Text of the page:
Underground
Underground (from the English underground - underground, underground) is a series of artistic trends in contemporary art that oppose themselves to mass culture and the mainstream. The underground rejects and…

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Metarealism
Metarealism (came from the Greek meta - between, after, through, and gealis - material, real) is the realism of many realities connected by the continuity of metabolic transformations and state…

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Baroque
Baroque (from Italian. Barocco - strange, bizarre) - from the end of the XVI to the middle of the XVIII centuries. was the mainstream dominating in Europe and America. A…

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Minimalism

Minimalism (came from the English. Minimal art – minimal art) is an artistic movement proceeding from a minimal transformation of materials used in the process of creation, simplicity and uniformity of forms, monochrome, creative self-restriction of the artist. Minimalism is characterized by a rejection of subjectivity, representation, and illusionism. Rejecting classical techniques and traditional art materials, minimalists use industrial and natural materials of simple geometric shapes and neutral colors (black, gray), small volumes, they use serial, conveyor methods of industrial production. Minimalism arose in the USA in the first half of the 60s. Among the most representative minimalists: C. Andre, M. Bochner, W. De Maria, D. Flavin, S. Le Witt, R. Mangold, B. Merden, R. Morris, R. Rayman.

Striving for simplicity and smoothness of forms, artists, architects and designers of the USA in the first half of the 60s of the XX century created a completely new direction in art – minimalism. He was called “cool art”, “systematic painting”, “ABV – art.” Minimalism arose during the merger of many areas, adopting restraint and strict proportionality of lines. Its origins can be traced in constructivism, abstractionism, Dadaism and even pop art.

F. Stella, an American artist who declared himself at the exhibition of Black Paintings in 1959, is considered to be the discoverer of the style. His works consisted of many straight lines that quite clearly and independently got along with each other. And only in 1962 the term “minimalism” was thoroughly introduced into the life of R. Woilheim, who gave an analysis of the work of M. Duchamp. It was then that minimalism declared itself as an independent artistic movement.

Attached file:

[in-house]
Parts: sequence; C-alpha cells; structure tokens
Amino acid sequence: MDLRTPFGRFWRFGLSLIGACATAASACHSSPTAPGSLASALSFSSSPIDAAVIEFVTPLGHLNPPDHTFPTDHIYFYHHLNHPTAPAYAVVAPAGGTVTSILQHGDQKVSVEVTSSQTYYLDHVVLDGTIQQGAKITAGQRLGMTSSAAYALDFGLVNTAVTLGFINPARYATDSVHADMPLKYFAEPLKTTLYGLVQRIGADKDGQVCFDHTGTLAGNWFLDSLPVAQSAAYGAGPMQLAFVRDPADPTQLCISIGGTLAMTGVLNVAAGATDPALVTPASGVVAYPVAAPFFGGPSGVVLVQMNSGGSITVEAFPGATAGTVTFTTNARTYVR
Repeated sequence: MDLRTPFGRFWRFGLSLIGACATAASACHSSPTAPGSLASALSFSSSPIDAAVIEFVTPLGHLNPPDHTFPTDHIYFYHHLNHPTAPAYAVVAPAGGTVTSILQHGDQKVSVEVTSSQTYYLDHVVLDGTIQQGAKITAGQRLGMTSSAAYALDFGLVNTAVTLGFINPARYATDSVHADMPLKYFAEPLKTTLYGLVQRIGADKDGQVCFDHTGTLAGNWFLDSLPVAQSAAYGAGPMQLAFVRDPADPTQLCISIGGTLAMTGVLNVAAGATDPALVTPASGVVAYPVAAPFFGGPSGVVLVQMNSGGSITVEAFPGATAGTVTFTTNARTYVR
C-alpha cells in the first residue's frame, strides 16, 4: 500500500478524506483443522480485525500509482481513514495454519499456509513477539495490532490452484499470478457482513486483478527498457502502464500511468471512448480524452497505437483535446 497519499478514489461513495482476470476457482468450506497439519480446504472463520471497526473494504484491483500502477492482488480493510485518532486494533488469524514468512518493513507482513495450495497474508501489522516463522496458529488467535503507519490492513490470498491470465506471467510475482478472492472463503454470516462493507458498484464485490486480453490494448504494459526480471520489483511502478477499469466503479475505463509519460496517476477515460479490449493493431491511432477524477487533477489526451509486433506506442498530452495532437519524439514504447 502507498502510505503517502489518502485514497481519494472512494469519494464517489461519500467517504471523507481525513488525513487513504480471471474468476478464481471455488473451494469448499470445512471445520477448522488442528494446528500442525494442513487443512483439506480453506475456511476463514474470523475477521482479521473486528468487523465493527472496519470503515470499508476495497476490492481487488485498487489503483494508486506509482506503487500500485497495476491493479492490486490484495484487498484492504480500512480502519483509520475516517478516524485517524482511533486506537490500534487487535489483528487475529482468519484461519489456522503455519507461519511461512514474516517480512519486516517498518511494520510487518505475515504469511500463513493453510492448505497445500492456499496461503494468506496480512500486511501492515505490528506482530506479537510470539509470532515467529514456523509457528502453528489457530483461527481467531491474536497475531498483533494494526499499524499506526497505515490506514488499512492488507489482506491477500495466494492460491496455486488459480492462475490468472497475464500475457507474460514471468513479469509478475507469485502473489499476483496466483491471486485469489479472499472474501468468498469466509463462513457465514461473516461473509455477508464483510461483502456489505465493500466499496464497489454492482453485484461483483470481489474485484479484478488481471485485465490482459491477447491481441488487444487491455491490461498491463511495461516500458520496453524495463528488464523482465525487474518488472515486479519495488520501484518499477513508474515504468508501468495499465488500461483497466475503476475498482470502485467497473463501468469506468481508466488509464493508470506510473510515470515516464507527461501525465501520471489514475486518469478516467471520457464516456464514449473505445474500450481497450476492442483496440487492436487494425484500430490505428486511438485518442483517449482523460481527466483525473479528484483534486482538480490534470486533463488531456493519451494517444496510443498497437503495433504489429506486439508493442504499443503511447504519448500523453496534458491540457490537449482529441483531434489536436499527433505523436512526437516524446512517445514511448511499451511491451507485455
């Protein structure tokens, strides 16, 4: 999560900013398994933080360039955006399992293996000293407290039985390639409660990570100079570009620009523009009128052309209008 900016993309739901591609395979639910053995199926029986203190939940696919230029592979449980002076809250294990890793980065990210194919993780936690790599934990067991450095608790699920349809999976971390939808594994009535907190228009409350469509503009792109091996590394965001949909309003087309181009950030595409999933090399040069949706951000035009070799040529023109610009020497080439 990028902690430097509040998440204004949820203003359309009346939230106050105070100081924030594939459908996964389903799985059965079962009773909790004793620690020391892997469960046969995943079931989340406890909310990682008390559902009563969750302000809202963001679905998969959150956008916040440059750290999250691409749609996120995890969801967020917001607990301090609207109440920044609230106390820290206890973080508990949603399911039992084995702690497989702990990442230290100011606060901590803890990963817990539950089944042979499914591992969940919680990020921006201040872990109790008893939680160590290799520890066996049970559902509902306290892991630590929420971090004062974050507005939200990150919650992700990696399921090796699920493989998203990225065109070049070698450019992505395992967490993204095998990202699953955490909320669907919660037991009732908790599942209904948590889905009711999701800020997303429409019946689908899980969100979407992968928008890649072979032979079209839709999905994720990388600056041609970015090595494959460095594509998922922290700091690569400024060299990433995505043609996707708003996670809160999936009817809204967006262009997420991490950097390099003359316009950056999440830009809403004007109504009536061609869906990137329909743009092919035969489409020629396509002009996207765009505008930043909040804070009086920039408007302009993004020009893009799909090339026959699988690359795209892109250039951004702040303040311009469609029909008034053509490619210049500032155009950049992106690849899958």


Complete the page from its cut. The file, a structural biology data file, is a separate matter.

Many artists, taking minimalism as the basis, began to work on creating a new image, delving into three-dimensional space and thereby expanding the angle of perception of art. The emphasis was placed on objects used in creativity: pipes, monoliths, nets, beams, gratings, concrete. They do not mean anything, do not tend to symbolically show something, but act only in the role of themselves and are absolute. Tony Smith – a bright representative of this direction, reduces his work to an elementary and “boring”. His sculptures, created from many cubic boxes, occupy one of the leading places in minimalism. A big role in art was also played by the British Anton Zero, who used ready-made beams in his work. Unlike Smith, an artist working under the open sky, Zero preferred closed spaces, showing that his works have an arbitrary beginning and end.

The symbol of minimalism is considered to be the work of the author Kazimir Malevich “Black Square” (1915). His creation carries the minimalism of form, the decay of a cube on a plane. The basis of this direction is the harmonization of the simplest elements. In the style there are no extra details and extra colors. The palette is based on three pillars: black, white and gray. Minimalism sharply departed from the “Makart style.” In place of heavy plush curtains and gilded picture frames, smooth walls and a space uncluttered by decor items and unnecessary details appeared in the interior.

Minimalism clearly made clear the mistakes of previous trends in art and created its ideal model of “constructing the world.” It does not cause indifference, although it is full of seemingly boring details. Most people in modern society prefer it, so minimalism flourishes. I hope that in the future his artistic position will not change, but will acquire only new, improved features.

Impressionism
Impressionism (from French impression - impression) is a trend in European painting that originated in France in the mid-19th century. Impressionists avoided all the details in the drawing and tried…

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Ar brut
Ar brut (French Art brut - rough, raw art) is a trend in European art of the mid-twentieth century, the founder and leader of which was the French artist Jean…

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Orphism
Orphism (French orphisme, named after the character of the ancient Greek mythology of the singer Orpheus) is a trend in European painting of the 1910s, close to cubism and futurism.…

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Underground
Underground (from the English underground - underground, underground) is a series of artistic trends in contemporary art that oppose themselves to mass culture and the mainstream. The underground rejects and…

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